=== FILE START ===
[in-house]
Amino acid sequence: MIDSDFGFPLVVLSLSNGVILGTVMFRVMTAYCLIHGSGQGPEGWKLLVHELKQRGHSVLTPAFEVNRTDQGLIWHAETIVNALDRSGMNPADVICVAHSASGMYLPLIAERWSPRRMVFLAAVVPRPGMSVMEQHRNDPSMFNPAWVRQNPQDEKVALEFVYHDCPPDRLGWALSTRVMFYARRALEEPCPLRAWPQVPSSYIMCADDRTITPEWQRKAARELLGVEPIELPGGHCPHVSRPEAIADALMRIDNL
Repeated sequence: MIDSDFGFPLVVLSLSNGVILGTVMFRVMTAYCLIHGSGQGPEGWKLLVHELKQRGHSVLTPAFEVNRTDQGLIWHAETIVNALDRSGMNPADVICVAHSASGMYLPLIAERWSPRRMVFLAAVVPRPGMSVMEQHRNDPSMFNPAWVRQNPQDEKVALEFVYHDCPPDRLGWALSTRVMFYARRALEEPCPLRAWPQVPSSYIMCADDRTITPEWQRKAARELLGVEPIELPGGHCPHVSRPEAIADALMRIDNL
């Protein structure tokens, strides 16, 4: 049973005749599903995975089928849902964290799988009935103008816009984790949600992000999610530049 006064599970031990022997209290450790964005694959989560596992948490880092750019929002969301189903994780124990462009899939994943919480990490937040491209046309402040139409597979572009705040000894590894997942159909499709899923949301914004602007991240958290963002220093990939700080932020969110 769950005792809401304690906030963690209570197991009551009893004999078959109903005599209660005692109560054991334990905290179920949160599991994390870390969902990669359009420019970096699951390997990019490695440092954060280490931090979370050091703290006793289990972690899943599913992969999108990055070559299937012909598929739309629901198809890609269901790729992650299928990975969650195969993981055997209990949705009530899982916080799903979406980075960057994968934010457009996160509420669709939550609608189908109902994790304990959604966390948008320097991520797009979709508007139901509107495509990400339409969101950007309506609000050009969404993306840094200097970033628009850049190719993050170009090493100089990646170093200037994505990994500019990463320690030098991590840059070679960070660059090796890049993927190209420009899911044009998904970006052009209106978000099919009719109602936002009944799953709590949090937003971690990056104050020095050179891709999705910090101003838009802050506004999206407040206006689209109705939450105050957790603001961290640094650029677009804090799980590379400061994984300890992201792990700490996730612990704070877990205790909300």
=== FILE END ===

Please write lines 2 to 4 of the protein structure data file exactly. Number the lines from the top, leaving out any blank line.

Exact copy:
Amino acid sequence: MIDSDFGFPLVVLSLSNGVILGTVMFRVMTAYCLIHGSGQGPEGWKLLVHELKQRGHSVLTPAFEVNRTDQGLIWHAETIVNALDRSGMNPADVICVAHSASGMYLPLIAERWSPRRMVFLAAVVPRPGMSVMEQHRNDPSMFNPAWVRQNPQDEKVALEFVYHDCPPDRLGWALSTRVMFYARRALEEPCPLRAWPQVPSSYIMCADDRTITPEWQRKAARELLGVEPIELPGGHCPHVSRPEAIADALMRIDNL
Repeated sequence: MIDSDFGFPLVVLSLSNGVILGTVMFRVMTAYCLIHGSGQGPEGWKLLVHELKQRGHSVLTPAFEVNRTDQGLIWHAETIVNALDRSGMNPADVICVAHSASGMYLPLIAERWSPRRMVFLAAVVPRPGMSVMEQHRNDPSMFNPAWVRQNPQDEKVALEFVYHDCPPDRLGWALSTRVMFYARRALEEPCPLRAWPQVPSSYIMCADDRTITPEWQRKAARELLGVEPIELPGGHCPHVSRPEAIADALMRIDNL
């Protein structure tokens, strides 16, 4: 049973005749599903995975089928849902964290799988009935103008816009984790949600992000999610530049 006064599970031990022997209290450790964005694959989560596992948490880092750019929002969301189903994780124990462009899939994943919480990490937040491209046309402040139409597979572009705040000894590894997942159909499709899923949301914004602007991240958290963002220093990939700080932020969110 769950005792809401304690906030963690209570197991009551009893004999078959109903005599209660005692109560054991334990905290179920949160599991994390870390969902990669359009420019970096699951390997990019490695440092954060280490931090979370050091703290006793289990972690899943599913992969999108990055070559299937012909598929739309629901198809890609269901790729992650299928990975969650195969993981055997209990949705009530899982916080799903979406980075960057994968934010457009996160509420669709939550609608189908109902994790304990959604966390948008320097991520797009979709508007139901509107495509990400339409969101950007309506609000050009969404993306840094200097970033628009850049190719993050170009090493100089990646170093200037994505990994500019990463320690030098991590840059070679960070660059090796890049993927190209420009899911044009998904970006052009209106978000099919009719109602936002009944799953709590949090937003971690990056104050020095050179891709999705910090101003838009802050506004999206407040206006689209109705939450105050957790603001961290640094650029677009804090799980590379400061994984300890992201792990700490996730612990704070877990205790909300």